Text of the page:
What is our relationship with quality?

Oct 12, 2022

What is Quality and what is your relationship with Brands?

To paraphrase Henry Royce; people remember the quality long after they have forgotten the price.

But what is quality?  Is it something that can be objectively measured?  A Rolex watch for example can be relied on to tell the time with accuracy, dive with sharks to 100m and fly above the stratosphere.  This is also true of watches costing less than 5% of the price.  Much of the quality of a product and service is about our perception.  This means that it can be heavily influenced by advertising and what we think others will think of us. If we have already bought the product our perception of the quality may be strongly influenced by confirmation bias; we bought it therefore it must be good as we are clever, rational decision makers.

Going back to the Rolex analogy, of course it is great quality because it is hand made by an old bearded Swiss craftsman in his small attic workshop.  It is worth every penny that I paid for it because people can see that I am successful and look something like James Bond.  The fact that Rolex produce 2 million watches a year, have four large factories and 30,000 employees is not advertised as this is not congruent with the image. Nor does the fact that I could buy a Tudor watch, a very similar sister brand made in the same factory for much less money.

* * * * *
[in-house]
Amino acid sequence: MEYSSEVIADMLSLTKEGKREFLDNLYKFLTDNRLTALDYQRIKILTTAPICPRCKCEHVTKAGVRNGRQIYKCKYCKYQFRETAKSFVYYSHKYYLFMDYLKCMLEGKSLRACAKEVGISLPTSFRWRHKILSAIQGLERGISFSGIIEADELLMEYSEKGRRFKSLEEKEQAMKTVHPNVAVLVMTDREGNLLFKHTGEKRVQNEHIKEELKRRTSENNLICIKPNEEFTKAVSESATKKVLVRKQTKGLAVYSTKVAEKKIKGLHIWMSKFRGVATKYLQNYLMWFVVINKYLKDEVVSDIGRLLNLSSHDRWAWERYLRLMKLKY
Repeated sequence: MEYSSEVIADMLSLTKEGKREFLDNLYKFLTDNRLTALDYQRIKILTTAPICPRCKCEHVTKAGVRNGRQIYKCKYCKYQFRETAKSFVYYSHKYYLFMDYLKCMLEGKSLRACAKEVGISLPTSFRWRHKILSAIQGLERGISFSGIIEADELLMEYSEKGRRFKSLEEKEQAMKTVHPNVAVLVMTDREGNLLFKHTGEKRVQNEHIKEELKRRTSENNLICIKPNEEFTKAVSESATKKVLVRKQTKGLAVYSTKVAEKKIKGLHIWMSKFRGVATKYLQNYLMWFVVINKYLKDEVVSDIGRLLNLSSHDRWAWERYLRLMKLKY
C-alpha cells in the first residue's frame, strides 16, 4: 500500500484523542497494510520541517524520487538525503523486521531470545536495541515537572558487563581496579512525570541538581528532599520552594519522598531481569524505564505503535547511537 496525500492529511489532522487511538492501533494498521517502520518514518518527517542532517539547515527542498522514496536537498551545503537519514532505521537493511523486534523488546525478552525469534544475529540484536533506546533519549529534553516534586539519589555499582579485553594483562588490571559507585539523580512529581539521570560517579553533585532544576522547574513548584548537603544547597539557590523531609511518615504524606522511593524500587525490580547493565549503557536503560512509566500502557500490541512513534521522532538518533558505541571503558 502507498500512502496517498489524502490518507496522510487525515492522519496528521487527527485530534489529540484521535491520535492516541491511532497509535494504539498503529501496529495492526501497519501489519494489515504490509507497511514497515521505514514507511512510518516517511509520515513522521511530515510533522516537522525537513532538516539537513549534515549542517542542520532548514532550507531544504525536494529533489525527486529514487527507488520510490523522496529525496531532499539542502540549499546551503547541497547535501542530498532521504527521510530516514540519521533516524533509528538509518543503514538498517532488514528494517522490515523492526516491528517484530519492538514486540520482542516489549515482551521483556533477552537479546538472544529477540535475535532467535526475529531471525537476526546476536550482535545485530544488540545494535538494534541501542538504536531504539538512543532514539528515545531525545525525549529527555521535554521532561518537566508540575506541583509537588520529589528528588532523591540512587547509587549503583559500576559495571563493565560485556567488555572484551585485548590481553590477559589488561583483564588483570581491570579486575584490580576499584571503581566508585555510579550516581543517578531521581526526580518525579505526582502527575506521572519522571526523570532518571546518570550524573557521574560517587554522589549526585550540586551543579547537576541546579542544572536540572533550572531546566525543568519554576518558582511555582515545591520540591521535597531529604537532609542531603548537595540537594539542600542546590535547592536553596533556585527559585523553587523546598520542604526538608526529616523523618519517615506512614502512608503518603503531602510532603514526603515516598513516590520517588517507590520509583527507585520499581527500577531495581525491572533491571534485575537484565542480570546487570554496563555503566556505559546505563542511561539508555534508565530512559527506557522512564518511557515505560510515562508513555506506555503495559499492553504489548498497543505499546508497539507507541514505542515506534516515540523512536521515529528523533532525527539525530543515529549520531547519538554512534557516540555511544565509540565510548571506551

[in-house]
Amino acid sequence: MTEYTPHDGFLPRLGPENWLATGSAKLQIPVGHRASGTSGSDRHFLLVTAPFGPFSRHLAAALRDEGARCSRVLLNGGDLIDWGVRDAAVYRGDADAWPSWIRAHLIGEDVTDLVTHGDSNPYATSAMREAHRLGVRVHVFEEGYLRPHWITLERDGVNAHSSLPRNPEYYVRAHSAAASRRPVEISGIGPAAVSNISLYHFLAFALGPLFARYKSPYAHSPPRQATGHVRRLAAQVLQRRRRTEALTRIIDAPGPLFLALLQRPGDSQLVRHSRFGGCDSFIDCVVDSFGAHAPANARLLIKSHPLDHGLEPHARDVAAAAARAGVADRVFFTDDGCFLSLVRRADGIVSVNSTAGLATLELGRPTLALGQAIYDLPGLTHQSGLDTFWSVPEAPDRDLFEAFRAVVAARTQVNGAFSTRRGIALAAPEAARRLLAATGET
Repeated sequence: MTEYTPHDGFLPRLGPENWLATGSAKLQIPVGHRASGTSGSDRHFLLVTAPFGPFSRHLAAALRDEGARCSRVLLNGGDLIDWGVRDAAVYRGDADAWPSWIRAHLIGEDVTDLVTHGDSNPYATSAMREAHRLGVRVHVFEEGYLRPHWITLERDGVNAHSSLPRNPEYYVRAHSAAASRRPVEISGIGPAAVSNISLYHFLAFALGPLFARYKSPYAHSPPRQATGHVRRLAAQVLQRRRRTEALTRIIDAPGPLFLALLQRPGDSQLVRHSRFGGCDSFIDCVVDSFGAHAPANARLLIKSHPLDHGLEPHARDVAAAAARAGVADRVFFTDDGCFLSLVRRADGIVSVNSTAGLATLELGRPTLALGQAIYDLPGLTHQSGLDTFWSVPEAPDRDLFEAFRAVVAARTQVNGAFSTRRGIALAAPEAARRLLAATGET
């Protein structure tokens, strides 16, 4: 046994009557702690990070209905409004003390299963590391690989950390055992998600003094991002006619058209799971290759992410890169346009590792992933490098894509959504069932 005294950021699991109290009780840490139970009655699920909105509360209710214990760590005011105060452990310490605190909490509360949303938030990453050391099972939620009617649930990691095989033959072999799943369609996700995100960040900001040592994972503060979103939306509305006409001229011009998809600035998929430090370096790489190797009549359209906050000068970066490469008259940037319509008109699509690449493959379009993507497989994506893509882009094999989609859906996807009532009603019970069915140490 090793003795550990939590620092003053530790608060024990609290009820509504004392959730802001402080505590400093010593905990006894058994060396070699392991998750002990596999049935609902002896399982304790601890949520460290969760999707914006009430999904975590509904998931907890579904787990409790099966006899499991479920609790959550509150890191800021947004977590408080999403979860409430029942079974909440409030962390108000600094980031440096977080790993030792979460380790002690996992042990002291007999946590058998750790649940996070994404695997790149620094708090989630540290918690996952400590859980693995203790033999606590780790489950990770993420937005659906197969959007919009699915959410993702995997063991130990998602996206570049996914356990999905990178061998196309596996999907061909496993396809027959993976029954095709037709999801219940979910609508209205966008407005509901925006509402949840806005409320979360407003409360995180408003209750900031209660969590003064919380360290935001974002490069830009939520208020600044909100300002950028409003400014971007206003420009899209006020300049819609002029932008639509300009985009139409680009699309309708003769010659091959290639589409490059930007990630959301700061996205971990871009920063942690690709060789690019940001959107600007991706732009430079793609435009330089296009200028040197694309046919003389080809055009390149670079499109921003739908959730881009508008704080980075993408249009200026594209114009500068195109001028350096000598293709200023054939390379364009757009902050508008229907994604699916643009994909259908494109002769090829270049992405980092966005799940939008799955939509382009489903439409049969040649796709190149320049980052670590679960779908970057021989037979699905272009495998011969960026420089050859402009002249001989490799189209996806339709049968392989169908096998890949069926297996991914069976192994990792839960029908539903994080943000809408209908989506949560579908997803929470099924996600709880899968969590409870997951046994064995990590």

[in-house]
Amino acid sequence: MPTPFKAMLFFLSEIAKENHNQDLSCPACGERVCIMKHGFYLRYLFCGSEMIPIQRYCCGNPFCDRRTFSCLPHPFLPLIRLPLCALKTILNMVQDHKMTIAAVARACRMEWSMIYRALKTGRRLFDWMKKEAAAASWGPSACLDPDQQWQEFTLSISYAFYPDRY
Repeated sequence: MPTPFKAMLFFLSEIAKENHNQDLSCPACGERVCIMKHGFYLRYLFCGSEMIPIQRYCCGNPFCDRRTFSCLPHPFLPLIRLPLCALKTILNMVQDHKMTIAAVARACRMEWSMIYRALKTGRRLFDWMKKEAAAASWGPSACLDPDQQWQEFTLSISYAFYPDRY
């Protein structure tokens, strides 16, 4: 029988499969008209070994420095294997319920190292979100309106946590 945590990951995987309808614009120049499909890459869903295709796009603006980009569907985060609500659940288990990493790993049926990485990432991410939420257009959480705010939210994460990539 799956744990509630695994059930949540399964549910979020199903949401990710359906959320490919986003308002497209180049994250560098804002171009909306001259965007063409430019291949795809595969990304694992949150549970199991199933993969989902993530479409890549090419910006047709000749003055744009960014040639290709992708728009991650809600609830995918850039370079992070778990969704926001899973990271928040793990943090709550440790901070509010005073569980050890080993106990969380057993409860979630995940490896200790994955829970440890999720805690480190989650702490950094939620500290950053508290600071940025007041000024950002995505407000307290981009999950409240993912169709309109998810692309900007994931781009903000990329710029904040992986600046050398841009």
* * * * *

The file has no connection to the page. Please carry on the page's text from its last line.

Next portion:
So is quality calibrated by what we think others will think of us?

When I was at secondary school there were two types of children; those whose parents loved them enough to buy them an Oxford Geometry set and those who saved a few pence by buying them a Winfield Geometry set from Woolworths.  The difference was clear; one came in a solid metal tin emblazoned with the dreaming spires of Oxford University; the other came in a plastic box with the branding hidden.  Imagine the shame, every day, of those children about to start their lessons in that vital life skill of geometry, pulling out a plastic box drenched in shame and disappointment.  How many Nobel prize winners had a Winfield Geometry set?

Taking a trip down memory lane a few weeks ago, I walked past a stationery shop and saw a display of Oxford Geometry sets. I walked in and bought one. It resonated with old fashioned quality and values (as well as what on earth was the point of geometry?). When I opened it, I was appalled that the dependable, solid tin was filled with cheap plastic tat. Everything was smaller, thinner and of poorer quality. It had been manufactured down to a low cost rather than up to the quality matching the brand legacy.  How easy it is to destroy the integrity of a brand with a few pence.

In the face of rising costs and global uncertainty what are we doing with our prices and quality?  Are we cutting corners to deliver less for the same price or are we holding firm and delivering the same or even better quality for a fair price?